Ohio’s jobless rate held steady at 4.6 percent last month, but it also was down from 5 percent in August of last year.
New figures released Friday by the Ohio Department of Jobs and Family Services showed 268,000 unemployed workers in August, an increase of 3,000 over July. But there were 23,000 more jobless workers in August of last year for a total of 291,000.
An employee works on a Jeep Liberty as it moves through the production line at the Chrysler Toledo North Assembly Plant.
“The unemployment rate held steady, which is good because the rate was kind of backing up the last few months, and employment growth looks good,” said George Mokrzan, chief economist for Huntington Bancshares’ private financial group. “That’s kind of following a general positive trend,” he added.
In August, Ohio’s non-agricultural wage and salary employment rose 13,900 to a total of 5.63 million, which compared with 5.61 million in July.
Jobs in goods-producing industries decreased by 1,400 to a total of 933,900, the state said, with manufacturing losing 1,800 jobs, but construction gaining 300 jobs and mining and logging 100 jobs.
The private service sectors added 10,800 jobs, for a total of 3.9 million, with the largest gains being 7,800 jobs in education and health services; 3,500 in leisure and hospitality, and 2,400 in other services.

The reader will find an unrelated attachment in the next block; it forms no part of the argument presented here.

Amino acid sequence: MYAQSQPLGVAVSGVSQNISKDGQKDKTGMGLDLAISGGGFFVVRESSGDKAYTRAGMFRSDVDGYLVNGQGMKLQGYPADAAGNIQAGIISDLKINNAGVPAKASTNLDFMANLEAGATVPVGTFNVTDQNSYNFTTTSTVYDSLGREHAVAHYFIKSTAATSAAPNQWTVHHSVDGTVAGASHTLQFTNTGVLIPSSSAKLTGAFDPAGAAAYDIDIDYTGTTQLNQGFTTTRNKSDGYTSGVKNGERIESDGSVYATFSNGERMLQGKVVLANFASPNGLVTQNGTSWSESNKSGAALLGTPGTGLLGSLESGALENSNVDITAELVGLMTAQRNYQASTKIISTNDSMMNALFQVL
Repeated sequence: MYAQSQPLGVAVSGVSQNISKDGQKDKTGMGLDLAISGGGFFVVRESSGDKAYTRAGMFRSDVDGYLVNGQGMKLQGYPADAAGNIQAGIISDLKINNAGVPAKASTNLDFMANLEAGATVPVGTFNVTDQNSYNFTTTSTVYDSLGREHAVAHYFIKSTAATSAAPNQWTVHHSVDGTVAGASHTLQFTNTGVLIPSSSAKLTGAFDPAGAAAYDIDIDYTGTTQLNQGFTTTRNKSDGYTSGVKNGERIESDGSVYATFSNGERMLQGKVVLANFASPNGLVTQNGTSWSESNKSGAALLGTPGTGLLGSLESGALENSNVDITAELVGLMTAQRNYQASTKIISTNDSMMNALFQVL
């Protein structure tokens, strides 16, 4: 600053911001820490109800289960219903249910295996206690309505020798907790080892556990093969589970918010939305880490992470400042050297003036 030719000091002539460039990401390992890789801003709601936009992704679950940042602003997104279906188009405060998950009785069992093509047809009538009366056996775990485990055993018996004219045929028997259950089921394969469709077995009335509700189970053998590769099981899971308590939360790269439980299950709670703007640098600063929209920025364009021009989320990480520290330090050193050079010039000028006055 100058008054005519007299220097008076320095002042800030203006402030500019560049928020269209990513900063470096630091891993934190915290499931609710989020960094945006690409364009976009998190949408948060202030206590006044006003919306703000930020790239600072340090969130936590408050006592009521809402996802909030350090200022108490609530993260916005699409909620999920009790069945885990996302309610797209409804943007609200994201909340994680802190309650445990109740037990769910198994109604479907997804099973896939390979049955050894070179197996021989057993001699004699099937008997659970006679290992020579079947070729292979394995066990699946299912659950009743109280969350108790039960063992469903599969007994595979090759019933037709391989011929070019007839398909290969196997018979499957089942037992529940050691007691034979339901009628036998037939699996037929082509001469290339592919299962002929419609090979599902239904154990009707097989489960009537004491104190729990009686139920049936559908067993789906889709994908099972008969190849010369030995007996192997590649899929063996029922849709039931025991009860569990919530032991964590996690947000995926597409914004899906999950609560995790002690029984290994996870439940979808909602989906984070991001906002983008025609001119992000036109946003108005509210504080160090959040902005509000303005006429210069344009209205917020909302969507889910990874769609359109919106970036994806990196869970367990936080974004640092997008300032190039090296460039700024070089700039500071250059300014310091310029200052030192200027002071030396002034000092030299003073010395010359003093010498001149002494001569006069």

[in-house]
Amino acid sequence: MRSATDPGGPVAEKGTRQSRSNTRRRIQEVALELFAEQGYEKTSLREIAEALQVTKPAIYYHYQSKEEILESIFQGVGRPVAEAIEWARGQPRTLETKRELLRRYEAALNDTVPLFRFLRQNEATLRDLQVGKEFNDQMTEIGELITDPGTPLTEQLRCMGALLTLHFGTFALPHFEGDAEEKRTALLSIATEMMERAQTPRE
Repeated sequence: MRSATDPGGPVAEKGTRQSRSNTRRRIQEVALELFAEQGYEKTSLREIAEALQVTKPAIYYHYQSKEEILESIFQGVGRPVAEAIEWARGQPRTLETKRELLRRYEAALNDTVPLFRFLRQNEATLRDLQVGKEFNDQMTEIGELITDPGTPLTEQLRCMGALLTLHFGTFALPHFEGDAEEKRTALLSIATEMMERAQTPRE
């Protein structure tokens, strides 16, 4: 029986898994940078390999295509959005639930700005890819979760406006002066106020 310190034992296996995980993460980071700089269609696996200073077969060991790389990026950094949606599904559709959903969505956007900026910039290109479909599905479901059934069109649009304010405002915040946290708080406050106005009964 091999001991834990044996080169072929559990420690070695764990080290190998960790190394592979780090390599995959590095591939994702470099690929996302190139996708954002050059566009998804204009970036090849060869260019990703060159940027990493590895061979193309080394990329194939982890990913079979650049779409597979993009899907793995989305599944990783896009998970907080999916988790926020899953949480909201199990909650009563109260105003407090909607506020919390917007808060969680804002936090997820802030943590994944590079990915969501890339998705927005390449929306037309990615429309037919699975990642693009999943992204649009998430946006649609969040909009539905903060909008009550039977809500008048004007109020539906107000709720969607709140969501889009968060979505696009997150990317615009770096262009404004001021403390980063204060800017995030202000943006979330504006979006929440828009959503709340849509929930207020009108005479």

“Year-over-year we had 1.63 percent growth [in August]. That looks like an accelerated trend to me,” Mr. Mokrzan said. “That actually looks like strength in the labor market.”
The Huntington economist said acceleration in job growth started last year going back to the first half of 2017. “It was running about 1 percent and now it’s up to 1.6 percent,” Mr. Mokrzan said. “So that’s a clear improvement and the total private employment is even a little better than the aggregate. That’s up 1.7 percent.”
The U.S. unemployment rate for August was 3.9 percent, unchanged from July, but down from 4.4 percent in August of last year.
The national jobless rate is obviously lower, but the job growth rate for the nation is 1.6 percent — nearly the same as Ohio’s rate, Mr. Mokrzan noted. “We have finally accelerated up to the national pace of growth,” he said.
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